The world lost a brilliant man this month. I lost a mentor and friend. That man was Chitresh Das, a brilliant Indian dancer. He was only seventy years old, at the peak of his career and creativity. The cause of death was an aortic rupture…I don’t know the details… only that he died quickly without prolonged pain and suffering. His wife and two young daughters that were left behind are the ones who are suffering the most.
I met Chitresh in 1975 when I moved to Marin County, California, to study North Indian classical music at the Ali Akbar College of Music. Renowned music master Ali Akbar Khan had invited Chitresh to come from Calcutta, India, to San Rafael, California, to join the faculty of the college. He was in his late thirties at that time.
Chitresh’s art form was Kathak Dance, one of the major styles of Indian dance (in addition to Bharatanatyam and Odissi dance styles). Kathak dance tells traditional stories, similar in style to the other major styles, using traditional poses and costumes. But Kathak benefited from the Mogul (Moslem) rule of North India, which liberated dance from its traditional storytelling role. Kathak embraced the abstract “art for art’s sake,” giving rise to virtuosic improvisation. Kathak virtuosity is expressed through dazzling footwork, in which the dancer plays the floor like a drum, using his feet like a drummer uses his hands. Chitresh also played the tabla drums quite proficiently. He transferred his knowledge of rhythmic compositions for tabla to his dance performances.
Chitresh told traditional Indian fables from the sacred texts of Hinduism, acting out various parts of the dramatic re-telling, playing male and female roles, and even animal roles when the stories required. One of his most famous dances was to represent a steam-engine-driven train (India’s railroads being perhaps the best remnant of the British colonial period). Using his feet, hands, and story-telling, Chitresh would create a vivid mental image of a train starting up, accelerating, and finally coming to a stop with a final release of steam.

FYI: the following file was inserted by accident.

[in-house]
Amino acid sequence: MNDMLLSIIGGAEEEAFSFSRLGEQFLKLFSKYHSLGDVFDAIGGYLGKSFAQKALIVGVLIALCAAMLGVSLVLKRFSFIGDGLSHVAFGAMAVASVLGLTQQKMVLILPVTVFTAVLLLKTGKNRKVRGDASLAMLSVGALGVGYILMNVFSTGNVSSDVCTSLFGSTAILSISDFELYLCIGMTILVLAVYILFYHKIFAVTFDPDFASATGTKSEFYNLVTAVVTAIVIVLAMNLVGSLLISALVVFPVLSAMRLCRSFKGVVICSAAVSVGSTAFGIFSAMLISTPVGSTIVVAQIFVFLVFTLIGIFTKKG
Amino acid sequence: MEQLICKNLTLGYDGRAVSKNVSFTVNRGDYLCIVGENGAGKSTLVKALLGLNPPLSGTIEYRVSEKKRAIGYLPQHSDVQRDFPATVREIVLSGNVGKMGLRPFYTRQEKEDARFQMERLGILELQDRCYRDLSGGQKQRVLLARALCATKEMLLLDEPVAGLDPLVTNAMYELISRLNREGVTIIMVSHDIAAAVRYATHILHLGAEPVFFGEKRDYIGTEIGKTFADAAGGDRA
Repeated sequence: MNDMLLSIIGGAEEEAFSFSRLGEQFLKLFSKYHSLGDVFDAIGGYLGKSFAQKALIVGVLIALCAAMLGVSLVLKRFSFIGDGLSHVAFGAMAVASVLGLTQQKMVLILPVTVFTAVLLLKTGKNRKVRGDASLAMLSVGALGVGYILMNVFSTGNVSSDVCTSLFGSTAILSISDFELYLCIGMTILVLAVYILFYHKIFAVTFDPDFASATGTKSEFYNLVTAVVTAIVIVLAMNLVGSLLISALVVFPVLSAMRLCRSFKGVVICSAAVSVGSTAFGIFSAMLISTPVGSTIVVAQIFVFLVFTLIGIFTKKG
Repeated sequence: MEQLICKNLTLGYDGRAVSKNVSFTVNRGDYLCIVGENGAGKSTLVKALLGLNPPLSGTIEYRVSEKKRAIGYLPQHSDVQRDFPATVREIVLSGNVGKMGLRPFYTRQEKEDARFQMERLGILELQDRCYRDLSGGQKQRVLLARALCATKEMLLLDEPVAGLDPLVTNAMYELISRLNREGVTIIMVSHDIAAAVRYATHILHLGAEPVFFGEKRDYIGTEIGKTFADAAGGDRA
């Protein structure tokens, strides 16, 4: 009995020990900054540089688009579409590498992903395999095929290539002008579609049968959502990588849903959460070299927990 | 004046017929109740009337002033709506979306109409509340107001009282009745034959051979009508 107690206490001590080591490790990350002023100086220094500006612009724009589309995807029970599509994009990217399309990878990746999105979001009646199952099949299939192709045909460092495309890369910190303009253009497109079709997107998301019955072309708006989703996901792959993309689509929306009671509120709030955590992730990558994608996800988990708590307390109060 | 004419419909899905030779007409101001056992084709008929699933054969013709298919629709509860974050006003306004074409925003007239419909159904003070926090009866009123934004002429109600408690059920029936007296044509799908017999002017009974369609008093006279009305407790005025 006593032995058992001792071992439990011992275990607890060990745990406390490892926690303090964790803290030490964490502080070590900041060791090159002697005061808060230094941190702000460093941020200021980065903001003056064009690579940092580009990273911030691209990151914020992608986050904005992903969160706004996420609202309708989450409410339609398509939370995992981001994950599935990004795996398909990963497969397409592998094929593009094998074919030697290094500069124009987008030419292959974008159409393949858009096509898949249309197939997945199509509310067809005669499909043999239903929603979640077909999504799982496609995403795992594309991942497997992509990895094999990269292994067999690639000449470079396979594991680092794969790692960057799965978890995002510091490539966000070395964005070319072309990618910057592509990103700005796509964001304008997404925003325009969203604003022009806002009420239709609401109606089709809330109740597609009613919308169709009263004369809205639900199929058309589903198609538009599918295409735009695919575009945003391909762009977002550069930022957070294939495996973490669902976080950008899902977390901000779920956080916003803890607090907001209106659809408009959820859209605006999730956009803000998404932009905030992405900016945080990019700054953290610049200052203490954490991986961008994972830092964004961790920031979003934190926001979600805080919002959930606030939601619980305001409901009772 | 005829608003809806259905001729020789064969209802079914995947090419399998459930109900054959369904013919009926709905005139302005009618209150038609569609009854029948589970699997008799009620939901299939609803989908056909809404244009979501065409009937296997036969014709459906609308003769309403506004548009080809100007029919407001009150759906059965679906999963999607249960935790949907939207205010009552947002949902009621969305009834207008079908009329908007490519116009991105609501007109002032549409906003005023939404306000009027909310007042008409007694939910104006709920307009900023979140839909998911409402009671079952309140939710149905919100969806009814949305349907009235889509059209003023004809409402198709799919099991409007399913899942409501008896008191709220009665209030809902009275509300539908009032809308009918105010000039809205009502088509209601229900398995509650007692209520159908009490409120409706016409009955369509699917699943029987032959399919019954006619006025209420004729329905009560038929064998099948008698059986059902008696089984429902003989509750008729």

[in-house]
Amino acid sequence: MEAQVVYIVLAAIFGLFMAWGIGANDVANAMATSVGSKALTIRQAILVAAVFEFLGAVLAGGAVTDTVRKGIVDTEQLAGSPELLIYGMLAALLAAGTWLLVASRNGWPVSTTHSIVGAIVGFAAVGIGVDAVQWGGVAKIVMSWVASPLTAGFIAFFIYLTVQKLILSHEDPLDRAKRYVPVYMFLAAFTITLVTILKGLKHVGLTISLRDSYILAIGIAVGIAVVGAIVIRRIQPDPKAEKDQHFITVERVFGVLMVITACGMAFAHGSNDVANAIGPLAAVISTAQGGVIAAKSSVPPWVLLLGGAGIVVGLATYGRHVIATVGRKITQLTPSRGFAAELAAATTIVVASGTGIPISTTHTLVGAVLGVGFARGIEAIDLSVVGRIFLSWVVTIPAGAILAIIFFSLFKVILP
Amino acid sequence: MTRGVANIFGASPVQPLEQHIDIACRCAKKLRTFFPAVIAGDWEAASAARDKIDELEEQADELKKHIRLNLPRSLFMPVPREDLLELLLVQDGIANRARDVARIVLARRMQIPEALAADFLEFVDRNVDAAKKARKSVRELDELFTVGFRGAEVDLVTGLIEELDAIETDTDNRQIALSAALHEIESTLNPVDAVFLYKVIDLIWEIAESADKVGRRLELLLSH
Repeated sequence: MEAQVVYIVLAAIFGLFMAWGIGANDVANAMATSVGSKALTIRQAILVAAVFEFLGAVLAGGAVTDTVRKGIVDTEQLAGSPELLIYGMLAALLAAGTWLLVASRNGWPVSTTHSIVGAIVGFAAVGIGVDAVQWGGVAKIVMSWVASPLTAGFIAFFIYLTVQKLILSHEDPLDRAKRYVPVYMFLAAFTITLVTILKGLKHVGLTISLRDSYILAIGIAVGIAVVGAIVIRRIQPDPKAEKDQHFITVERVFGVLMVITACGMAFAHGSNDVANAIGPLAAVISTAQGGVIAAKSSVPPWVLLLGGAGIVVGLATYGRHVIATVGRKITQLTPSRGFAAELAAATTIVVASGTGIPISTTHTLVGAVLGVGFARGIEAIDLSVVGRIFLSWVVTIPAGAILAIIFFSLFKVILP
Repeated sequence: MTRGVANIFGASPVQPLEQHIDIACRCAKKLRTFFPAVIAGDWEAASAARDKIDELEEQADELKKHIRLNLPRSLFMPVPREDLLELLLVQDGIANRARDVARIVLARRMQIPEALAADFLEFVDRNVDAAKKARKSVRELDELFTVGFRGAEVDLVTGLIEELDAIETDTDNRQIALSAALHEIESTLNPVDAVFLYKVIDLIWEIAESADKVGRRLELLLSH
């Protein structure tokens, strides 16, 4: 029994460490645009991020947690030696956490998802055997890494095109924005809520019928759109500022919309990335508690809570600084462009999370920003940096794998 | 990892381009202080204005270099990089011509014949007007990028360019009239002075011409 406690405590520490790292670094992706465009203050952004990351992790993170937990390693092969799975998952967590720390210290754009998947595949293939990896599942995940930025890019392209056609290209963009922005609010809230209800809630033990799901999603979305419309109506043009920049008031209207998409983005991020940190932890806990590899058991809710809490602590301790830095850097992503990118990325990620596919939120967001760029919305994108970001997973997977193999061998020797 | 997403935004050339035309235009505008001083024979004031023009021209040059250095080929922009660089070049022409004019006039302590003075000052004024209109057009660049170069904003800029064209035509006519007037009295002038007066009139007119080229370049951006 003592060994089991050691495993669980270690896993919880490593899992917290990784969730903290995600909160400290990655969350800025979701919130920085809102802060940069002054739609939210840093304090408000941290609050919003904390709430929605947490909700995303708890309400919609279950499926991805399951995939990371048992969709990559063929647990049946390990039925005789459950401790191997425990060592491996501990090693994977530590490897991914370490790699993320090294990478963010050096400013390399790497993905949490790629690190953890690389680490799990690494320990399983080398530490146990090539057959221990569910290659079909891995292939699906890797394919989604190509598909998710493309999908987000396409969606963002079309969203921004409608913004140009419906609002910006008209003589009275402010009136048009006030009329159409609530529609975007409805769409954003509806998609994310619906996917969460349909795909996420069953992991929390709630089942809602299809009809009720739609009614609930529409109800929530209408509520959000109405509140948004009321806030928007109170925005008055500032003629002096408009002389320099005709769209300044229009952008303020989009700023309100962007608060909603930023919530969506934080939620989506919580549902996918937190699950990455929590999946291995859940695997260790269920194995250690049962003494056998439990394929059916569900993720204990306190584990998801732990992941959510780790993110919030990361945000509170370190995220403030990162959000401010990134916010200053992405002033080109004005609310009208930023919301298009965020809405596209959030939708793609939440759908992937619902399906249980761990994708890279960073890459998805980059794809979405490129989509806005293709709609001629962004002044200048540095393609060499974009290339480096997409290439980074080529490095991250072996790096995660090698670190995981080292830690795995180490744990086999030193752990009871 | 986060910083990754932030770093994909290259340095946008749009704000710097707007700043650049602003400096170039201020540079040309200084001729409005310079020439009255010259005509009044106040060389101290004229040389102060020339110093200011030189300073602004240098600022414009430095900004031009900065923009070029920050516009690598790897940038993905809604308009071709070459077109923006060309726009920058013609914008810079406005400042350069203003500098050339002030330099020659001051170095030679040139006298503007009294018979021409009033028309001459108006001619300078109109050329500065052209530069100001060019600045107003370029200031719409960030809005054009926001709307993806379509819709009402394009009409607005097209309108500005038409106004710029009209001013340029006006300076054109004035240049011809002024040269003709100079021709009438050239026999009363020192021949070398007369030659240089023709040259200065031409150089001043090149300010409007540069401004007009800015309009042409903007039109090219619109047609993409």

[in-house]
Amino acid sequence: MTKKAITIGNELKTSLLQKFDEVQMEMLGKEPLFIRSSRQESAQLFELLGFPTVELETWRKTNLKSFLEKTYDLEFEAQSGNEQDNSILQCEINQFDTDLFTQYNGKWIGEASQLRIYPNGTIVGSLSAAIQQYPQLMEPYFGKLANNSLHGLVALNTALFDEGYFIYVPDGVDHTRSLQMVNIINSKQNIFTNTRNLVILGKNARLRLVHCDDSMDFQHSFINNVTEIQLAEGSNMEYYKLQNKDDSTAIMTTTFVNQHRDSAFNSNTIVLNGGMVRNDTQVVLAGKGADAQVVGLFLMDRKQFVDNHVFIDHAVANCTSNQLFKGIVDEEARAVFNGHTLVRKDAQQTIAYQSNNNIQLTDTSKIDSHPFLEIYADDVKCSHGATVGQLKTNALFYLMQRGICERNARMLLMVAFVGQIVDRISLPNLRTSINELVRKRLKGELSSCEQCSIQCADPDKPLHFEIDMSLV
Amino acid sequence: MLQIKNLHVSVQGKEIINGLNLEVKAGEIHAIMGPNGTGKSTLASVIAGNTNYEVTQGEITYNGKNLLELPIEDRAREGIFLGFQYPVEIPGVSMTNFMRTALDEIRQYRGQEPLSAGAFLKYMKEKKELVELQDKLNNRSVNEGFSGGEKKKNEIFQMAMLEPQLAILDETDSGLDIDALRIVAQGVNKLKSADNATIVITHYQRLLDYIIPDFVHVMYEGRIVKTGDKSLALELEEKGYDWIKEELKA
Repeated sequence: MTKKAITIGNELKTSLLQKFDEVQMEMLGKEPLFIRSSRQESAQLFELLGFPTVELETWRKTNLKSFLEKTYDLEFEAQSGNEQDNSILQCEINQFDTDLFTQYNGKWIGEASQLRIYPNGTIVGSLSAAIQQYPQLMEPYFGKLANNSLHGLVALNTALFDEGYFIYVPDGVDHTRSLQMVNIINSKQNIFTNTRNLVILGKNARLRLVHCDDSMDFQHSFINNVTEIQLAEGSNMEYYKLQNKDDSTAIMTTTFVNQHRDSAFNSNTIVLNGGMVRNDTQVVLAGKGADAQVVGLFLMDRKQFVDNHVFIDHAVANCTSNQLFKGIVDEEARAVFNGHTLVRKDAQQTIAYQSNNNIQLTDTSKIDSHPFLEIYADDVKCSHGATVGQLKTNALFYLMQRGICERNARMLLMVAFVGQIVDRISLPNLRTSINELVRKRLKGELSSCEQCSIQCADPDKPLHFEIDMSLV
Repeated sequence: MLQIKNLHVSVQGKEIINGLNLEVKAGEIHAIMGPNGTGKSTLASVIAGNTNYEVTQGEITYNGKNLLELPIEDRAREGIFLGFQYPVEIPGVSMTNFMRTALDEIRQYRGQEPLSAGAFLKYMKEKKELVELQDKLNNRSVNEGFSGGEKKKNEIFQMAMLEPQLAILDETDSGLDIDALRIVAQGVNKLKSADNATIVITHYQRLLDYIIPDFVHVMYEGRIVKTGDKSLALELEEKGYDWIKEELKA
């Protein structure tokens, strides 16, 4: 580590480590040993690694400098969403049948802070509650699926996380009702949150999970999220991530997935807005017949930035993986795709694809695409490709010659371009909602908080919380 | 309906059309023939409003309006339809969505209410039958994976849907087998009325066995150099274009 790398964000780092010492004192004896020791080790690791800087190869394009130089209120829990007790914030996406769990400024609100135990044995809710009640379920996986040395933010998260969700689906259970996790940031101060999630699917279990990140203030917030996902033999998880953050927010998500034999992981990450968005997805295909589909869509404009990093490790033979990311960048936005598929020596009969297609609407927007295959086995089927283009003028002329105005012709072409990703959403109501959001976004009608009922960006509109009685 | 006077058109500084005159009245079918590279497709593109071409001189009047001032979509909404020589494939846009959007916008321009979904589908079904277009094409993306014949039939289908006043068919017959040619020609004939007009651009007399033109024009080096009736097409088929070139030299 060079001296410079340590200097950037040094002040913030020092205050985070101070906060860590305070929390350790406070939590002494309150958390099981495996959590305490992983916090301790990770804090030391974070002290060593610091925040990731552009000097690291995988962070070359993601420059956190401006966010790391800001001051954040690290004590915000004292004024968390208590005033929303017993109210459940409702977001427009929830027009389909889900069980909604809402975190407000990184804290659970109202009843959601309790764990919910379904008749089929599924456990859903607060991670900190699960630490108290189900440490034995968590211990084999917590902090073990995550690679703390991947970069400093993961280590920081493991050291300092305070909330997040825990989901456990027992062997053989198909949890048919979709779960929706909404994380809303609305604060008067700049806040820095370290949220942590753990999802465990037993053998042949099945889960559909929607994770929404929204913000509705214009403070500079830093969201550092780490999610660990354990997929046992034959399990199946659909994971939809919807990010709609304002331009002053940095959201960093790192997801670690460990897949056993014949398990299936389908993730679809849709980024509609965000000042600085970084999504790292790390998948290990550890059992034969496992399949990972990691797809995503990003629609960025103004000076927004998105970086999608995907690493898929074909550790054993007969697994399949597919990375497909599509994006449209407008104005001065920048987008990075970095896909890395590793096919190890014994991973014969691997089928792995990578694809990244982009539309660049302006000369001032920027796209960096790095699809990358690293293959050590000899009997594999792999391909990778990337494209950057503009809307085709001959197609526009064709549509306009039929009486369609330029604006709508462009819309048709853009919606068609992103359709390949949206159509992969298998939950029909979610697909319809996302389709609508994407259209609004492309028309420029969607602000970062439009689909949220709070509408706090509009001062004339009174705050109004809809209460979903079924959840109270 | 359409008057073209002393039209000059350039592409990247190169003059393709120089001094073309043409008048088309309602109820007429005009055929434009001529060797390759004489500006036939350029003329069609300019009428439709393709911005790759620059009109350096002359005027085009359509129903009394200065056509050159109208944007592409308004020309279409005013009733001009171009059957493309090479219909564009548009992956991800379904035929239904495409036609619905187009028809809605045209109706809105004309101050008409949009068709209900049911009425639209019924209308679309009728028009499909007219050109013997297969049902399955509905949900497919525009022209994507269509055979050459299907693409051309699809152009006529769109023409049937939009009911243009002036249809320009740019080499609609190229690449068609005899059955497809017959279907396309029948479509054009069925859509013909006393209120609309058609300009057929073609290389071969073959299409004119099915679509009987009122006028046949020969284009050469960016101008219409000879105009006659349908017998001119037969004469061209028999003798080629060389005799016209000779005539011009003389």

I was fortunate to be part of Chitresh’s dance troup in the early eighties, together with my good buddy Chris Ris on sarode. We played numerous concerts with Chitresh, culminating in my first Indian music tour as part of Chitresh’s troupe in 1982. We performed in Calcutta, New Delhi, Jaipur, and Bombay. It was while in Bombay with Chitresh that I was first introduced to Louiz Banks, the “godfather” of Indian jazz as well as other Mumbai jazz musicians. My friendship with Louiz as well as with other musicians I met while on this tour with Chitresh continues to this day. So to a large extent, Chitresh is responsible for many of the musical connections in Bombay (now Mumbai) which I continue to enjoy.
It was while I was on tour with Mynta in Calcutta five years ago that I last saw Chitresh in concert. His performance was a collaboration with an African-American tap dancer, Jason Samuel Smith, which included a trio of New York jazz musicians as well as several traditional Indian musicians. Jason was literally half Chitresh’s age. Yet they combined their respective art forms seamlessly. It was interesting that during this concert Chitresh declared that the performance was not “fusion”, but rather the pure traditional expressions of the compatible traditions of Kathak and jazz-tap dancing. I understand that for Chitresh, “fusion” was often something practiced by artists incapable of distinguishing themselves through the traditional performance of the art form. I’m sorry that Chitresh never had the opportunity to hear Mynta in concert, since I regard Mynta’s blending of Indian and Western music to be one of the most successful “fusions” on the contemporary music scene.
Chitresh’s sudden death was a tremendous shock to his, family, friends, students, and the Indian artistic communities in India and the US. We lament the loss of what Chitresh might have created in the future. He was always exploring new ways of presenting Kathak dance, most recently with a Flamenco dancer. Retrospectively, his death signifies the loss of a wealth of knowledge, tradition, and inspiration. It will be a challenge to fill the void that he leaves within the Indian dance community. I have seen other excellent Kathak dancers. But in my experience, Chitresh was by far the best. His passing marks the end of an era in which he dominated the Kathak dance world.
Last year while in India, I read the announcement that Chitresh was performing with famous Indian ghatam (clay pot) virtuoso Vikku Vinayakram. Vikku had also performed with Mynta last year, and will be with us again this coming January 31 at a large festival in the city of Pune. (Visit http://www.taalchakra.com). I would have loved to attend that concert, but I had my own concert that night. Starting when I first moved to the San Francisco area forty years ago, I determined to always give priority to my own musical performances, even if it meant missing memorable concerts by the world’s greatest musicians.
I never had the chance to thank Chitresh in person for all that I learned from him, the great experience of performing with him, and the musical connections that he opened for me. I think Chitresh would have be proud to know that his artistry had inspired and enabled my personal artistic journey, just as he did for so many others. And so, in conclusion, I can only say, Thank you Chitresh…thank you thank you!